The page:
Google's parent company Alphabet is teaming up with pharmaceuticals giant GlaxoSmithKline to create a joint venture focusing on bioelectronic medicine research, the two companies announced this week.
Vaguely reminiscent of futuristic Hollywood creations like "The Terminator," bioelectronics is a fusion of biology and technology. But instead of creating robot killers, Alphabet and GSK want to use the combination to cure disease.
"Many of the processes of the human body are controlled by electrical signals firing between the nervous system and the body's organs, which may become distorted in many chronic diseases," Moncef Slaoui, GSK's chairman of global vaccines, explained in a statement.
"Bioelectronic medicine's vision is to employ the latest advances in biology and technology to interpret this electrical conversation and to correct the irregular patterns found in disease states, using miniaturised devices attached to individual nerves," he continued. "If successful, this approach offers the potential for a new therapeutic modality alongside traditional medicines and vaccines."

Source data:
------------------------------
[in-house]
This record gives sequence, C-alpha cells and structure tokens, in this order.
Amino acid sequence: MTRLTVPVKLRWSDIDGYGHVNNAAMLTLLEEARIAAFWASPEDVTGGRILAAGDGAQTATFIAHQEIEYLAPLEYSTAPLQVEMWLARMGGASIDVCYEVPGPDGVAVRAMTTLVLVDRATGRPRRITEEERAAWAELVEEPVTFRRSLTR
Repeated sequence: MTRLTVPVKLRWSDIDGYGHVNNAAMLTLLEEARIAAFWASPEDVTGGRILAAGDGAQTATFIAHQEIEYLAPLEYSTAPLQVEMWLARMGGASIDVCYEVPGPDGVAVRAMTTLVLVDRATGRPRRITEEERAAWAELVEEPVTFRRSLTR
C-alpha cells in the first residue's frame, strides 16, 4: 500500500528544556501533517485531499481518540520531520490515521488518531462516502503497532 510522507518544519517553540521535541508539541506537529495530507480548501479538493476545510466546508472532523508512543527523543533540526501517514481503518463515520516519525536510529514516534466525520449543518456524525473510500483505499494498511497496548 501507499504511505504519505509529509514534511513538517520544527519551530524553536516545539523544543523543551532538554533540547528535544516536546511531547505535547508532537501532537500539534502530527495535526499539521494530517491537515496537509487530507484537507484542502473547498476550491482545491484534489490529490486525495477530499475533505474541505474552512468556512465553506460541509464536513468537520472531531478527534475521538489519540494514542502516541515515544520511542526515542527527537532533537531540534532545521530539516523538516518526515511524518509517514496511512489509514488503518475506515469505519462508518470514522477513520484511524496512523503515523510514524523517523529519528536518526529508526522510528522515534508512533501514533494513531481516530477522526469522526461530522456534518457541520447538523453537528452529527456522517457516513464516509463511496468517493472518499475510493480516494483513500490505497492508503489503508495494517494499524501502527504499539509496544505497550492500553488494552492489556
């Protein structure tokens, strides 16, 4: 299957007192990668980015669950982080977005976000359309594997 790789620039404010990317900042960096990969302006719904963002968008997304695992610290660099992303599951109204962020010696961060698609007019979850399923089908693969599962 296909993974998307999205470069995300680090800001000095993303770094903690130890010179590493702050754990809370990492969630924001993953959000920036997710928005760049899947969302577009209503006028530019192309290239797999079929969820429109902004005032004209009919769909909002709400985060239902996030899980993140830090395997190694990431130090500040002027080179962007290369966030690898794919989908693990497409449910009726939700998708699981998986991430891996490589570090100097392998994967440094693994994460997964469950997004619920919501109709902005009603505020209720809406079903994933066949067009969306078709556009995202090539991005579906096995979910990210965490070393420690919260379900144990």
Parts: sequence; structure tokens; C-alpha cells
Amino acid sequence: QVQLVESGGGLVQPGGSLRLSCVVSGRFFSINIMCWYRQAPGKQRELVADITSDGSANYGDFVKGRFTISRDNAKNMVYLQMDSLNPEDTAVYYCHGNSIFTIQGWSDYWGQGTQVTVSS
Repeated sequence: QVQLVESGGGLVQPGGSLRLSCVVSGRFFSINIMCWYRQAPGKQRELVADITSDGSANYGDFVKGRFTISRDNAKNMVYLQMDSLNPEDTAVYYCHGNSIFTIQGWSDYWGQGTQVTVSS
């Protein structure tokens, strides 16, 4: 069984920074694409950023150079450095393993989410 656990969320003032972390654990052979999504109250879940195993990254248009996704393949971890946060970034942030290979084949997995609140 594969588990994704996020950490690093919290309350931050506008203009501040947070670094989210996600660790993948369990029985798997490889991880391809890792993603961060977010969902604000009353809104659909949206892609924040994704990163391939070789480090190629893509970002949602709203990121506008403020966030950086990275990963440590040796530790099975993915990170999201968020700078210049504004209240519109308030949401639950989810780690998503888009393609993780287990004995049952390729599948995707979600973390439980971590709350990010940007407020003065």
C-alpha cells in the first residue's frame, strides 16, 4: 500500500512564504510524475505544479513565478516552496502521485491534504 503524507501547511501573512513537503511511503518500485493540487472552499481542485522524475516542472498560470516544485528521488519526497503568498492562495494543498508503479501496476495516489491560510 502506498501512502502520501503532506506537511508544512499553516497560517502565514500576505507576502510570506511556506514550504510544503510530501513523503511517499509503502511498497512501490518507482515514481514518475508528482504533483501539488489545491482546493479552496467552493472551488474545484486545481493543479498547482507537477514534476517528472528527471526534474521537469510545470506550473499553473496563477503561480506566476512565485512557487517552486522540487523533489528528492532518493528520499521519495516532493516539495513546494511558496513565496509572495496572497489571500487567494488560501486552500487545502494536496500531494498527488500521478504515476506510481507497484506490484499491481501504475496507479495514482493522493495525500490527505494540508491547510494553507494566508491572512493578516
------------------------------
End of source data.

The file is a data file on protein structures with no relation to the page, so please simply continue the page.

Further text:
The joint venture, called Galvani Bioelectronics, will be based in the UK, where GSK -- a British company -- already has most of its R&D facilities. It will also have a second research center near San Francisco, the headquarters of Alphabet's Verily Life Sciences division, formerly known as Google Life Sciences.
After last fall's renaming, Verily has taken on some of Google's most ambitious health and science research, like smart contact lenses capable of sensing glucose levels in people with diabetes. But it has also been plagued with problems, including the departure of much of its leadership team earlier this year.
In addition to Galvani's UK headquarters location, there are multiple signs that GSK will be taking the lead on the new bioelectronics joint venture. It will be led by a current GSK executive and the new company will be fully consolidated in GSK's financial statements.